Re: "No Health Benefit From Prayer"
I don’t want to address the major thesis of the article today. I turn your attention to the following:
“Many theologians say that, even if you believe in the power of intercessory prayer, such a trial is doomed to failure because it "puts God to the test" - and there are clear instructions in the Bible not to do this.
The Bishop of Durham, the Right Reverend Tom Wright, said:
“Prayer is not a penny in the slot machine. You can't just put in a coin and get out a chocolate bar. This is like setting an exam for God to see if God will pass it or not.”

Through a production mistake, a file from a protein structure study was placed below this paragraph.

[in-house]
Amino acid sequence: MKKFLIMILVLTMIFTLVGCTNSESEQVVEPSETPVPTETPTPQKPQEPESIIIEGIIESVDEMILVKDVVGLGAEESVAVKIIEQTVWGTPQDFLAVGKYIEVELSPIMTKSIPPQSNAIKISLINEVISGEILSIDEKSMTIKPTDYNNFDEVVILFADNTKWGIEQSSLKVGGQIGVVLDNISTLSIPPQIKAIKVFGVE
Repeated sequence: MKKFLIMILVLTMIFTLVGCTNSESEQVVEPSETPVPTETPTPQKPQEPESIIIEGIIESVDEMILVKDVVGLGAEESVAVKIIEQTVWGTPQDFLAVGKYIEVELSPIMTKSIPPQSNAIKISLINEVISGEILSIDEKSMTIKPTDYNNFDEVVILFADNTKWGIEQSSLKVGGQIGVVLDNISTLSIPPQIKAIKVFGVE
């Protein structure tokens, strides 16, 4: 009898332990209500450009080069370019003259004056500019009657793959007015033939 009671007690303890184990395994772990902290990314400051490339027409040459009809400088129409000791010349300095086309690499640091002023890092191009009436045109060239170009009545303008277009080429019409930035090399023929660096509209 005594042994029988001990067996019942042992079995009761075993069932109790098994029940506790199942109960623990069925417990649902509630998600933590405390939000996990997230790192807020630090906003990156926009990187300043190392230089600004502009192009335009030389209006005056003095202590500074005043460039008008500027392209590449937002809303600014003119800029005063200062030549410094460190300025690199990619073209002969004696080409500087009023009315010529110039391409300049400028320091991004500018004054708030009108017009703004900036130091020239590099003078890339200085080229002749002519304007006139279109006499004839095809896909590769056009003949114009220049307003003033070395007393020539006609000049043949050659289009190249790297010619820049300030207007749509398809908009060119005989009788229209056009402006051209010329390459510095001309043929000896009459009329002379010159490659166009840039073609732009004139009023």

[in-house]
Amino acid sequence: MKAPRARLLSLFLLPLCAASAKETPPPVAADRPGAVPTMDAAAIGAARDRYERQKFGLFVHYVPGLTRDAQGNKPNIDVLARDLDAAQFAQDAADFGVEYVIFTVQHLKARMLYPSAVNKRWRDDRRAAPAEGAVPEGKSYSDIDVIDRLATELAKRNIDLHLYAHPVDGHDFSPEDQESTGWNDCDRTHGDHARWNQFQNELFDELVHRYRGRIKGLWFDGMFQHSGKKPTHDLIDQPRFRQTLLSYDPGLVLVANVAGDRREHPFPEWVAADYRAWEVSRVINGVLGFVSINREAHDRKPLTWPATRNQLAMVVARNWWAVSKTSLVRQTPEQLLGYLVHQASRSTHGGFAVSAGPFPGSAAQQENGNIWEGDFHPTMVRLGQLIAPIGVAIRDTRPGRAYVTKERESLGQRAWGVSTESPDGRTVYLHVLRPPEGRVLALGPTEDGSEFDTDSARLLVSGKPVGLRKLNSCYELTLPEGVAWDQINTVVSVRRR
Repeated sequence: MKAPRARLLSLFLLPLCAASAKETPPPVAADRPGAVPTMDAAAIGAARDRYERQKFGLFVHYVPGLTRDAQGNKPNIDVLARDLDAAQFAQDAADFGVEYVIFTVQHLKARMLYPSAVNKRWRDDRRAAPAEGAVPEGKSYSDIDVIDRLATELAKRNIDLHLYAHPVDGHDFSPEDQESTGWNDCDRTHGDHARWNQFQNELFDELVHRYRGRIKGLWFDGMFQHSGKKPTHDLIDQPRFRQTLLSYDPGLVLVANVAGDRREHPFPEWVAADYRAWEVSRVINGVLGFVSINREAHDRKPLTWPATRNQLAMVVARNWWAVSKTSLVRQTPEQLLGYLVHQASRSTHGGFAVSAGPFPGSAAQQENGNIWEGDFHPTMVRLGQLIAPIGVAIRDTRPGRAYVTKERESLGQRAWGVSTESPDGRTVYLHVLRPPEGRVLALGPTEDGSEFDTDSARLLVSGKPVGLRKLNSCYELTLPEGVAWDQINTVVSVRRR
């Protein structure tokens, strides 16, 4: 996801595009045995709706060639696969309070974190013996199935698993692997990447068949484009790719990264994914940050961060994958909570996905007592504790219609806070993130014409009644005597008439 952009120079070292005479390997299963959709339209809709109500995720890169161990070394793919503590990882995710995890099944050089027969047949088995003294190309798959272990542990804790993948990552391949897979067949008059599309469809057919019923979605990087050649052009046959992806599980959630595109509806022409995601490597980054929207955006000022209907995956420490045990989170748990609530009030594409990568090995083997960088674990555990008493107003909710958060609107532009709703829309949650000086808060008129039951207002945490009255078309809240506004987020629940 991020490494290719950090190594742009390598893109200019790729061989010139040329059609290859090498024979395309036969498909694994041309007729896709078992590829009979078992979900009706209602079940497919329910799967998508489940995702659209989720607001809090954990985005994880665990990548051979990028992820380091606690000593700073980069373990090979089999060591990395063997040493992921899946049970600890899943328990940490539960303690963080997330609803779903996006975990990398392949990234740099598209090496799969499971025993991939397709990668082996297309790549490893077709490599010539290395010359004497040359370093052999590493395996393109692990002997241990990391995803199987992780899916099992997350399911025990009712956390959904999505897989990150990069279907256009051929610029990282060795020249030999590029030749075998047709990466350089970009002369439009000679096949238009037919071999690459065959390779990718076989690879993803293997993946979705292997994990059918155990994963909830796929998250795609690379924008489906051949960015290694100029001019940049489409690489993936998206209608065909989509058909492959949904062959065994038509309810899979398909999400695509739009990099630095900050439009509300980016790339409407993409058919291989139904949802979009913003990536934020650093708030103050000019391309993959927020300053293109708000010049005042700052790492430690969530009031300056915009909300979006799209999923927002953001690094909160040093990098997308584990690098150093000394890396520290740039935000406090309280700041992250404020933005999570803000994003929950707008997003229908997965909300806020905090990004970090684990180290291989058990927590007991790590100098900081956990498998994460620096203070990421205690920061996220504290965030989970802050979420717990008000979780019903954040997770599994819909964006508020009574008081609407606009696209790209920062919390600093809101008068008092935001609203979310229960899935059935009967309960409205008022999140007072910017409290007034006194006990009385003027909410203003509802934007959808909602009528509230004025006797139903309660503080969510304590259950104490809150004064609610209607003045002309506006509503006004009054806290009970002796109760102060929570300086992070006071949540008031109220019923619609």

This is a pretty common excuse made for the failure of such experiments. It is basically predicated on many instances of religious failure, covered up by ready-made excuse scripture. This is damage-control scripture banning testing (read “questioning”) the whims of the super-being as to the dispensation of magic intervention. My question is, do people who mouth this excuse really hear what they are saying? Or, are they so steeped in their own delusions, rationalizations, and denials that they are incapable of accepting the ramifications of this statement?
If the “don’t test god” assertion is true, then the alleged god would rather punish the innocent than reveal itself through direct and measurable action. The people being prayed over had no complicity in this experiment. The alleged god is essentially made to say, “Screw the worthy, these other guys over here are testing me and that pisses me off!” To borrow a phrase, either god is a dick, or god does not exist. Such a god would not be worthy of worship in any case.